In 2020, stores sold out of garden seed, coops and rabbit cages. Meat shortages led many to wonder what to eat for protein when supply chains are disrupted and some people turned to gathering eggs, raising animals and growing their own food. A team from Michigan Tech and the University of Alaska assessed backyard protein sources: They looked at how a typical household with a typical backyard can raise chickens, rabbits or soybeans to meet its protein needs.
Michigan Technological University resides in the Keweenaw, a part of Michigan’s Upper Peninsula that gets more than 200 inches of snow every winter. Michigan Tech researchers—engineers, sociologists, computer scientists—study renewable energy grids, their strengths and weaknesses, community resilience and impact…
Michigan Tech engineers look into the untapped potential of parking lots in a study that investigates the energy-related benefits of developing charging stations powered with solar canopies built into the parking infrastructure of large-scale retailers like Walmart.
For years some utility companies have worried that solar panels drive up electric costs for the people who don’t have panels. Michigan Tech renewable energy researchers has shown the opposite is actually true — grid-tied solar photovoltaic (PV) owners are actually subsidizing their non-PV neighbors.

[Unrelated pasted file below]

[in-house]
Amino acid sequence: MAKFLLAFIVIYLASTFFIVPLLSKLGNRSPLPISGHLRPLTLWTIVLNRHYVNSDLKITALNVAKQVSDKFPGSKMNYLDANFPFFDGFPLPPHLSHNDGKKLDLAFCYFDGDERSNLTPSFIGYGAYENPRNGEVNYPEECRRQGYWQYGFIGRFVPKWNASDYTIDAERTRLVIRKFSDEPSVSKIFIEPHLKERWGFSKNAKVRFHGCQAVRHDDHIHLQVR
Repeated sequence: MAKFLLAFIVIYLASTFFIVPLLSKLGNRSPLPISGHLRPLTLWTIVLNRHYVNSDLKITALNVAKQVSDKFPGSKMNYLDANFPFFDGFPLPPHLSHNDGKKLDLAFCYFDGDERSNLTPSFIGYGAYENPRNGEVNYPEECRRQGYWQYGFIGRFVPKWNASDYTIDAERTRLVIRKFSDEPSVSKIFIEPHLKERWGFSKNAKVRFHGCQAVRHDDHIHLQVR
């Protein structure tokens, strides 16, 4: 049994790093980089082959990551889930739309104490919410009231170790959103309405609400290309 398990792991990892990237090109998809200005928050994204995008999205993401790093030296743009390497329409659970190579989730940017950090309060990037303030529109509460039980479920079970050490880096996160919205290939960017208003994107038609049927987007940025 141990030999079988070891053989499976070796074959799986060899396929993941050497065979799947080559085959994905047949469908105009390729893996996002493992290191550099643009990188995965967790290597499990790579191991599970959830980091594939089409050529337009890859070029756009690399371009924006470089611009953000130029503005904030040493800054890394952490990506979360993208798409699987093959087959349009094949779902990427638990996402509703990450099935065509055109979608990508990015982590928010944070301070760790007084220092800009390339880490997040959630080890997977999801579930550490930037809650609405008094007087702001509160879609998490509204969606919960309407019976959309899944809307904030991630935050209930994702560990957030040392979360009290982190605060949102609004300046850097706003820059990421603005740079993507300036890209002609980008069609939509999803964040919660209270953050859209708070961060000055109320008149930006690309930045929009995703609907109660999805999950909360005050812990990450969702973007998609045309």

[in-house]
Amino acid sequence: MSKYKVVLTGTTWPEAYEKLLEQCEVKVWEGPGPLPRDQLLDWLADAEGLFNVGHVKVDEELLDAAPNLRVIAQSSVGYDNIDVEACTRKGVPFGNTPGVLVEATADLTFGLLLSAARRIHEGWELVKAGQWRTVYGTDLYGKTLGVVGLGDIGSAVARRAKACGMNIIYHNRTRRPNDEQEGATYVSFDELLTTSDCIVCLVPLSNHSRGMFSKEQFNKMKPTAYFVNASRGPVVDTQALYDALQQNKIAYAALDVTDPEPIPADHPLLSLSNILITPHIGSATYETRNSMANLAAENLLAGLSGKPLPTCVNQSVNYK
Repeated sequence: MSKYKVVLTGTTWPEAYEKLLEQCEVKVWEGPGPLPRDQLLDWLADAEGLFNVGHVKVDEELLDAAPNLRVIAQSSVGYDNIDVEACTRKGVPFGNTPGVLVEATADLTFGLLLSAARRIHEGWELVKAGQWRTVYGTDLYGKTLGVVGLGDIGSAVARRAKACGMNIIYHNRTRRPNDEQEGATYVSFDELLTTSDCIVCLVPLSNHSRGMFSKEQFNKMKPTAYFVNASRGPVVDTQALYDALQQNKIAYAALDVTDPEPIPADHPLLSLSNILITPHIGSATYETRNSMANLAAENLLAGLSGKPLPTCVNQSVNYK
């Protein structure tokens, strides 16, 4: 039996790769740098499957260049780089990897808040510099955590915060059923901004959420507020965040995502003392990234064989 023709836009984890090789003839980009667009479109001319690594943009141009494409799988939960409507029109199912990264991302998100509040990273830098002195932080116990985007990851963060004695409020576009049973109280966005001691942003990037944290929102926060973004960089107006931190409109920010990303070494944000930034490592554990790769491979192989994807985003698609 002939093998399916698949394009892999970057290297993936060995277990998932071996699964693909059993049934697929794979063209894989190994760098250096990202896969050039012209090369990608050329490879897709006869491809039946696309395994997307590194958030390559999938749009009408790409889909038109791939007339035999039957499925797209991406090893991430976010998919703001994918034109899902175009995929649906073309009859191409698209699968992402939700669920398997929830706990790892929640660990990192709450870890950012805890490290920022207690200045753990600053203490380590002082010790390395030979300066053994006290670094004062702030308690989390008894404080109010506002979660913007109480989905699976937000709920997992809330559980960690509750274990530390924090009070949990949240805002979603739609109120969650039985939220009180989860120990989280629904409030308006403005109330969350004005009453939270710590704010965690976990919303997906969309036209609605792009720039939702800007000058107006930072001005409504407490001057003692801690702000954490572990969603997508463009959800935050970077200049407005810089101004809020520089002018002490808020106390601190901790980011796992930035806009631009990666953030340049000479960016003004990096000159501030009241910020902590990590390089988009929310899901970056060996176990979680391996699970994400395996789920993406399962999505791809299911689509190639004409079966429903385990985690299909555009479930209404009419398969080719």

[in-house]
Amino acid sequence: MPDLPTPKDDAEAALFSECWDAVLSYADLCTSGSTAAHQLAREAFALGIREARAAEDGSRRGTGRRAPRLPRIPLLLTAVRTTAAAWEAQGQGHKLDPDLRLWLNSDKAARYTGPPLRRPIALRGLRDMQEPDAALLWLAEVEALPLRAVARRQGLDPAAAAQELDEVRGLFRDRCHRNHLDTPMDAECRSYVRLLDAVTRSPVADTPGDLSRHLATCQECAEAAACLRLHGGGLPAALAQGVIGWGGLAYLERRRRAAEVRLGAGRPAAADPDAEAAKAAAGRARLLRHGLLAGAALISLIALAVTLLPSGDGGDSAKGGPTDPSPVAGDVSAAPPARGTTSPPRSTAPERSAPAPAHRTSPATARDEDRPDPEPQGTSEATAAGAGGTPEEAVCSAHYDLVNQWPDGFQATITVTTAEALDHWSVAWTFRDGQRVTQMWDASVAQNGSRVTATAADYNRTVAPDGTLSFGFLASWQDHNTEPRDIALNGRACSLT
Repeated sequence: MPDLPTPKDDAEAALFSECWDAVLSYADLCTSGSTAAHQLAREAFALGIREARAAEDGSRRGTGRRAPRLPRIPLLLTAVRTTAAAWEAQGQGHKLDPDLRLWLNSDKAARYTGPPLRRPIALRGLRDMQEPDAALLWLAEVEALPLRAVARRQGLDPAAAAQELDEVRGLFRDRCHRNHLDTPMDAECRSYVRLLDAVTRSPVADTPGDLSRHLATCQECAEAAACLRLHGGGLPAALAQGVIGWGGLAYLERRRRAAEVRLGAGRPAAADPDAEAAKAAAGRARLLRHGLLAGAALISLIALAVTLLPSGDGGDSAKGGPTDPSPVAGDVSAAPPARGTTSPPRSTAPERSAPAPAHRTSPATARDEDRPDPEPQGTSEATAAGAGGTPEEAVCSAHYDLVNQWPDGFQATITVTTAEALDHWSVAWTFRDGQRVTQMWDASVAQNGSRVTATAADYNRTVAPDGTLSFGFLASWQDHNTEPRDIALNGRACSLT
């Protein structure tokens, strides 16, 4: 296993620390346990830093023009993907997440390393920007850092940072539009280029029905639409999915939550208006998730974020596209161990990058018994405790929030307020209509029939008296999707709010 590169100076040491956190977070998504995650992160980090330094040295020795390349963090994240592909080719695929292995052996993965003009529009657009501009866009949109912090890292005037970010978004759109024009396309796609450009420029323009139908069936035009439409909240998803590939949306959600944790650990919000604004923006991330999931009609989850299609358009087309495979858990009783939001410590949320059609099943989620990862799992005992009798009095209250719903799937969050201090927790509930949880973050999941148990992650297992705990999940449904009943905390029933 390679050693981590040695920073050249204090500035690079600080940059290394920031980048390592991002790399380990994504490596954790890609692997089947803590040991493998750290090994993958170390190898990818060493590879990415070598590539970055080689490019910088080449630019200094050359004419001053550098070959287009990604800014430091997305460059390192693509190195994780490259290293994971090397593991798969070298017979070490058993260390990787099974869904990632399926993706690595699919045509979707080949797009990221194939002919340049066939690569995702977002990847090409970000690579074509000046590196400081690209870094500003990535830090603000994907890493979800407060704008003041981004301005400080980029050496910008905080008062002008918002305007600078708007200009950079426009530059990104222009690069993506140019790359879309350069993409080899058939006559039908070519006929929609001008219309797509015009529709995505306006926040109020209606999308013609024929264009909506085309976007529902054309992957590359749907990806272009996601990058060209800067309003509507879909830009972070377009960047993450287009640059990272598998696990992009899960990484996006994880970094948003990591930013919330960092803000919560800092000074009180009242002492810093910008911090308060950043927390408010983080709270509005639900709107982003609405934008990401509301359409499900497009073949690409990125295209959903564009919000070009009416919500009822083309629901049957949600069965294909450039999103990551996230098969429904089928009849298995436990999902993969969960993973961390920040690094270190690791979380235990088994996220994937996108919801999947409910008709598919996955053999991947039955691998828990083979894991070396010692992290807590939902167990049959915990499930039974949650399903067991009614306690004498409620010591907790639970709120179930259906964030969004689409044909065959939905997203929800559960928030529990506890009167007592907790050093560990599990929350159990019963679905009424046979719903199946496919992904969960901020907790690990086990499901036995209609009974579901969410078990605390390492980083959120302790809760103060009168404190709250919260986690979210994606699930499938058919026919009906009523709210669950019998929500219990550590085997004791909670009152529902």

Forget dog-eat-dog. We’re hardwired to cooperate, says Michigan Tech engineer and educator Joshua Pearce. His new book tells—and shows—how to survive and thrive by sharing not just a little bit, but aggressively and widely.
There is a desperate need for low-cost hardware to deal with COVID-19 all over the world. Today, with the evolution of digital manufacturing technologies such as 3D printers and circuit milling systems, humanity can share designs with others who can…
HardwareX has an open call for papers to build an open-source, 3D-printed ventilator and other COVID-19 medical hardware. They need ideas, printers, medical experts and a synthetic lung.